The Age of Radiance: The Epic Rise and Dramatic Fall of the Atomic Era by Craig Nelson

Albert Einstein, Brownian motion, Charles Lindbergh, cognitive dissonance, Columbine, continuation of politics by other means, corporate governance, cuban missile crisis, dark matter, Doomsday Clock, El Camino Real, Ernest Rutherford, failed state, Henri Poincaré, hive mind, Isaac Newton, John von Neumann, Louis Pasteur, low earth orbit, Menlo Park, Mikhail Gorbachev, music of the spheres, mutually assured destruction, nuclear winter, oil shale / tar sands, Project Plowshare, Ralph Nader, Richard Feynman, Ronald Reagan, Skype, Stuxnet, technoutopianism, too big to fail, uranium enrichment, William Langewiesche, éminence grise

After three months of vacation in Auvergne, the Curies returned to work in November and made rapid progress, a barium concentrate producing results nine hundred times as strong as uranium’s. One of the school’s chemists could finally see their second element through the spectroscope, and around December 20 they named it: radium. After four years, forty tons of chemicals, and four hundred tons of water, on March 28, 1902, they produced one-tenth of a gram of radium chloride. In time, English chemist Frederick Soddy would work with New Zealand physicist Ernest Rutherford to discover the secret of uranic rays, the remarkable ability of radioactive elements to, through the spontaneous loss of subatomic particles, change into other elements, producing an emanation of alpha, beta, or gamma rays over the course of what they called a half-life. Subatomically bloated, these elements are forced to constantly shed neutrons or electrons until they achieve a stable, nonradioactive form and are at nucleic peace.

Radium, and with the public support of New York World editor Walter Lippmann, they won their case in 1928. By then, twenty-four of the eight hundred were already dead. Manya Skłodowska Curie became the first woman in French history to be awarded a doctorate, in June of 1903. Sister Bronya, now practicing medicine in Poland, returned to celebrate. She insisted Marie buy a new dress for the occasion, and just as she had for her wedding, she got one that would work equally well as lab wear. Ernest Rutherford, the discoverer of the classical model of the atom (with electrons orbiting nuclei much as the planets revolve around the sun), visited from Canada and was astonished by the Curies’ lab in the cadaver hut, as well as by the celebratory garden party at Paul Langevin’s that evening, illuminated by radium vials—“The luminosity was brilliant in the darkness and it was a splendid finale to an unforgettable day”—and the sight of Pierre’s deeply swollen, burnt hands.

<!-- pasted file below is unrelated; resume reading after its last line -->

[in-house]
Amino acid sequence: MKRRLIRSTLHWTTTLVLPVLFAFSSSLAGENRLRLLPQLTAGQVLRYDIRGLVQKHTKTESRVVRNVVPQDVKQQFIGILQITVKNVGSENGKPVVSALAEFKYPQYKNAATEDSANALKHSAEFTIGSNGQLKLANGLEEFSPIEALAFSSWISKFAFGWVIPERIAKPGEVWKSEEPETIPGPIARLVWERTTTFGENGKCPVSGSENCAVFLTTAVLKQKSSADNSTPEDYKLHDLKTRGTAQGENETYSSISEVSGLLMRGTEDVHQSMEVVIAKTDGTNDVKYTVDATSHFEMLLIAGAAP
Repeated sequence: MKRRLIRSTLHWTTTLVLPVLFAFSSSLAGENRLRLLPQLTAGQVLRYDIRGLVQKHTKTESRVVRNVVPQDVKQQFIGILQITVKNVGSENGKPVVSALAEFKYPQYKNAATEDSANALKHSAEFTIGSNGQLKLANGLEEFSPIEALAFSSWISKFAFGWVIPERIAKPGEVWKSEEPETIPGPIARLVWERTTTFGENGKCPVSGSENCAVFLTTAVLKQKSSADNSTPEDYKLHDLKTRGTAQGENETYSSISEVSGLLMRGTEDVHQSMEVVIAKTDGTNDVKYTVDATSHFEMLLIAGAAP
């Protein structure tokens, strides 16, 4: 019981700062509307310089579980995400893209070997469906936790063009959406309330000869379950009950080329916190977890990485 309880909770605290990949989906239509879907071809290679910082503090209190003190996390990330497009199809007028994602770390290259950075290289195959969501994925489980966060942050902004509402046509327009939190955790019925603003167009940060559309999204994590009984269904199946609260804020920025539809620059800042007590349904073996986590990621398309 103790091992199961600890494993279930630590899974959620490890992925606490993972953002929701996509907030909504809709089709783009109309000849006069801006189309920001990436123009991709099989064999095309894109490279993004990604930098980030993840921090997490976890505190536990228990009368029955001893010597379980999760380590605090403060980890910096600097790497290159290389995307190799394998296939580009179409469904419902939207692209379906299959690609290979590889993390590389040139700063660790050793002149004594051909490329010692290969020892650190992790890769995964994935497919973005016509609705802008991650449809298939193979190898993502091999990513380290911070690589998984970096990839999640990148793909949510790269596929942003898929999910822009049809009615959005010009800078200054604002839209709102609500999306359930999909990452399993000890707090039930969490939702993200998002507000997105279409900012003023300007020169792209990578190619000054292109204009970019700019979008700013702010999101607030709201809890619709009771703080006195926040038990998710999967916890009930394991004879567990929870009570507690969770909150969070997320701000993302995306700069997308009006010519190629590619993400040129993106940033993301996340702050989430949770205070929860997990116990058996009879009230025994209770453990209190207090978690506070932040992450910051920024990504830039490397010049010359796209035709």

In a letter dated August 11, 1933, Szilard said, “I’m spending much money at present for traveling about and earn of course nothing and cannot possibly go on with this for very long. At the moment, however, I can be so useful that I cannot afford to retire into private life.” On September 13, Leo was walking the streets of London as he always did, in an absentminded haze, a man neither here, nor there, pondering Wells, Hitler, and especially Ernest Rutherford’s pronouncement in the Times the day before that “anyone who looked for a source of power in the transformation of the atoms was talking moonshine.” Nothing bothered Szilard more than hearing a scientist claim something to be impossible if that impossibility hadn’t categorically been proven. On Southampton Row in Bloomsbury, “as I was waiting for the light to change and as the light changed to green and I crossed the street, it suddenly occurred to me that if we could find an element which is split by neutrons and which would emit two neutrons when it absorbed one neutron, such an element, if assembled in sufficiently large mass, could sustain a nuclear chain reaction.

pages: 1,396 words: 245,647

The Strangest Man: The Hidden Life of Paul Dirac, Mystic of the Atom by Graham Farmelo

Albert Einstein, anti-communist, Arthur Eddington, Berlin Wall, cuban missile crisis, double helix, Ernest Rutherford, Fall of the Berlin Wall, Fellow of the Royal Society, financial independence, gravity well, Henri Poincaré, invention of radio, invisible hand, Isaac Newton, John von Neumann, Kevin Kelly, Murray Gell-Mann, period drama, Richard Feynman, Simon Singh, Solar eclipse in 1919, Stephen Hawking, strikebreaker, University of East Anglia